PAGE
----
Anne Weijers is a theory tutor at Willem de Kooning Academy, specializing in illustration and product design. Next to her work at WdKA, she pursues furniture upholstery , engaging in the restoration and upholstery of chairs using traditional techniques. With a deep appreciation for craftsmanship, Anne's dedication to the art of upholstery goes beyond a mere hobby. Her multifaceted expertise brings a unique perspective to her role as a tutor, allowing her to bridge theory and hands-on practice in her teachings. In this interview, you can read more about her artistic interests, experiences at WdKA and goals as a tutor.
What is your branch/subject of knowledge?
I have a background in art history, and I also hold a master's degree in education. Throughout my studies, my focus has always been on art and education. My thesis explored the reception of the female nude in contemporary American figurative oil painting, comparing the portrayal and reception of the female nude by both male and female artists from an erotic perspective. I've always found the feminist art movement to be particularly interesting.
I've had a love-hate relationship with art due to its classical and elitist perception, especially at universities. I believe art should be more inclusive, allowing for non-Western art and craft to be recognized. I strive to make art more appealing to broader audiences, as I believe art education is crucial for visual literacy and personal growth. Art has the power to provide different perspectives and foster empathy.
In my teaching roles, I cover design history in product design and illustration history to illustration students.
Why did you start working at WdKA?
I had thaught courses at various universities, but I found it was not the environment I felt comfortable in or that fitted my educational vision. Willem de Kooning Academy offered more possibilities, a greater openness to change, and a space for critical reflections. That's what attracted me to work here. The atmosphere is open and conducive to innovation.
I always knew I wanted to work in education. I had previously done an internship at a secondary school, but it didn't align with my teaching aspirations. However, it provided me with valuable teaching experience. When I was looking for a job, I took on various side jobs at different museums, schools and universities to gain more experience. Then, an opportunity arose to temporarily fill in for the theory teacher of product design at WdKA. It was a great chance to work at an art academy, something I was always interested in. I was very happy that I could stay as a theory tutor at both Product Design and Illustration.
What do you love about teaching?
I truly enjoy working with art academy students, since they are the future makers. Whether it's product designers or visual communication through illustrations, they always bring forth fascinating ideas. As a tutor, I guide them and provide relevant resources, but I'm also genuinely interested in their perspectives and ideas. It's a reciprocal learning experience, and I find myself constantly learning from them.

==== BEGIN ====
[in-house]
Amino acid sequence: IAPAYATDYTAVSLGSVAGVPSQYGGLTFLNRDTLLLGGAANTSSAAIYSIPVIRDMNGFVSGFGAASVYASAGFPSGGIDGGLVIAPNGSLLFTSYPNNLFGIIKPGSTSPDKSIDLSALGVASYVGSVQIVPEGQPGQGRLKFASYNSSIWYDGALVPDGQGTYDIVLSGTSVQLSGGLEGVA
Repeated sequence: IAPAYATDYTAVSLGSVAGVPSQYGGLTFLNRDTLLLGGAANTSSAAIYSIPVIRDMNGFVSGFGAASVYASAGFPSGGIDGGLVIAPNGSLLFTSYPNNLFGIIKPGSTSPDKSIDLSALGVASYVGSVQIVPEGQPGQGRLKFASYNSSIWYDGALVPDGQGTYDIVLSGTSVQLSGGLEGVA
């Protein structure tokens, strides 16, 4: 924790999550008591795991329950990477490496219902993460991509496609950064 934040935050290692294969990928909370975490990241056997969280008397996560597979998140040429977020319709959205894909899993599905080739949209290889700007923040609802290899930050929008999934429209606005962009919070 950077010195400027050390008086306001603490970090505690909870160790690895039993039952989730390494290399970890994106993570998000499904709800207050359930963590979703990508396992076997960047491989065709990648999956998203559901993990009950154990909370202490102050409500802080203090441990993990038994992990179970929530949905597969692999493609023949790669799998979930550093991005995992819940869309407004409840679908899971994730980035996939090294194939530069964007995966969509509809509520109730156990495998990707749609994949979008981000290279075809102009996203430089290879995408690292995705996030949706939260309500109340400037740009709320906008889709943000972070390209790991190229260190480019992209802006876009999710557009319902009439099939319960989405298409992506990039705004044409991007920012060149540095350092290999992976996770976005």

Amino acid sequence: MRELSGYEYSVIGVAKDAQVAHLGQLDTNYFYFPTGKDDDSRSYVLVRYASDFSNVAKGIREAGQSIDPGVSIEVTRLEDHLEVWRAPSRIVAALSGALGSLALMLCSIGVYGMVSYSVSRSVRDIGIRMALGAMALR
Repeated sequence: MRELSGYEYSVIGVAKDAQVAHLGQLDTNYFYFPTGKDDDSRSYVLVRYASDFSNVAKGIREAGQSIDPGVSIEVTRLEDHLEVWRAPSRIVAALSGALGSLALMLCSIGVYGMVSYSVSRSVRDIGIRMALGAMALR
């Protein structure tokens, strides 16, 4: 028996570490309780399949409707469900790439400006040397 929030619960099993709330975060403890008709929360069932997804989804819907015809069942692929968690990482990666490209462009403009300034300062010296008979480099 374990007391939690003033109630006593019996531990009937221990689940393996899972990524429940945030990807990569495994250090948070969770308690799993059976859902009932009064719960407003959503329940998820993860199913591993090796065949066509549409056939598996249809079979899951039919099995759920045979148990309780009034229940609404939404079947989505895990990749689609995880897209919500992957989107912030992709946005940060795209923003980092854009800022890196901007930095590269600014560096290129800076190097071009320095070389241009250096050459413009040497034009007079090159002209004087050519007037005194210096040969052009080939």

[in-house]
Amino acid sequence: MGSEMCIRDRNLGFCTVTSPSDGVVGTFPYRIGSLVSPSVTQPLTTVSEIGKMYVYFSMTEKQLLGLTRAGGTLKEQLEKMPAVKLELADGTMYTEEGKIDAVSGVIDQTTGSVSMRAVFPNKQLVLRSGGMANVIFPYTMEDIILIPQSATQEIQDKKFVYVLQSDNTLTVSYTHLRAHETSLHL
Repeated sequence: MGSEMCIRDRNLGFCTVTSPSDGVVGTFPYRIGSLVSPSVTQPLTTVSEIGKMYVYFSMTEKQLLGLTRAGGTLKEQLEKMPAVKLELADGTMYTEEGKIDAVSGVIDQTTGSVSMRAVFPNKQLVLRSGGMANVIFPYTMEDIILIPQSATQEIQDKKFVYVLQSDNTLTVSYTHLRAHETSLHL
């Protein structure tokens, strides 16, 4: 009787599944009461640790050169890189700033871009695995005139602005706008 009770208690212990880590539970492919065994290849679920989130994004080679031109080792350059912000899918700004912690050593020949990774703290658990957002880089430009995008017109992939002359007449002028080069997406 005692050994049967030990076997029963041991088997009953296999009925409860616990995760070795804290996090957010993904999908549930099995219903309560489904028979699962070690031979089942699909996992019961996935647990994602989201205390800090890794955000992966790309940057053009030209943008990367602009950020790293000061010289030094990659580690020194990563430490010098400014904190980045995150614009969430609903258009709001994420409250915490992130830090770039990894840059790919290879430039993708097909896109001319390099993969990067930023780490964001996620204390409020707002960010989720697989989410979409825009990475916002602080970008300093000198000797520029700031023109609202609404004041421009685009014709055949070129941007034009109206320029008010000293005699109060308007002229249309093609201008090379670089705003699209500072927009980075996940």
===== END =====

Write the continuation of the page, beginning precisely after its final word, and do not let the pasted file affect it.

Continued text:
I am also passionate about research, but I believe that research should serve the improvement of education. As a teacher, I have an obligation to stay informed and keep my educational materials up to date, so I can provide students with a contemporary context in their respective field. Also, you can possess all the knowledge in the world, but if you don’t know how to transfer it, how to translate it into a classroom, it’s useless. New insights into effective didactics appear regularly and I like to participate in workshops to keep myself updated on the differnt insights in the educational field.
What defines you as a tutor?
I like to think that I have an open and democratic teaching approach. I am approachable and open to ideas and suggestions. I aim to help students become well-informed about the topics that interest them. In theory classes, I provide texts for them to read and engage in discussions about philosophical, theoretical, and historical aspects. This allows students to form their own informed opinions and think critically about their position within the art world.
Do you face any struggles teaching theory at WdKA?
I have encountered some resistance from students toward theory, which I understand from their perspective as it could be perceived as ‘useless’: when you come here to learn to make things, how is theory going to help? I started to consider their viewpoint and explore how I can make theory more valuable to their needs. One way is by establishing better connections between theory (history, context) and their practical projects. I often collaborate and communicate with other major teachers to ensure I can link the theory class content with their projects. By demonstrating these connections and their relevance, students start to realize the value of theory. Although not all students may be equally interested, I believe our team has done a good job of making theory more engaging and valuable for them.
What is your goal as a tutor?
My ultimate goal is to witness the growth and development of students in every possible way. I have the privilege of teaching them in their first and second years, allowing me to observe their progress in terms of skills, critical thinking, broadening their perspectives, and improving their presentation abilities. It is truly rewarding to witness their progression over time and see them succeed.
What is something most students don't know about you that you would like to share?
I don't often share much about myself with students, but one interesting aspect about me is that I am a huge fan of punk rock. Currently, one of my favorite bands is Frank Carter & the Rattlesnakes, whose lead singer is a feminist punk rocker. Although I don't participate in mosh pits, I really enjoy their music and going to concerts. Next to that, I also have two wiener dogs who bring a lot of joy to my life.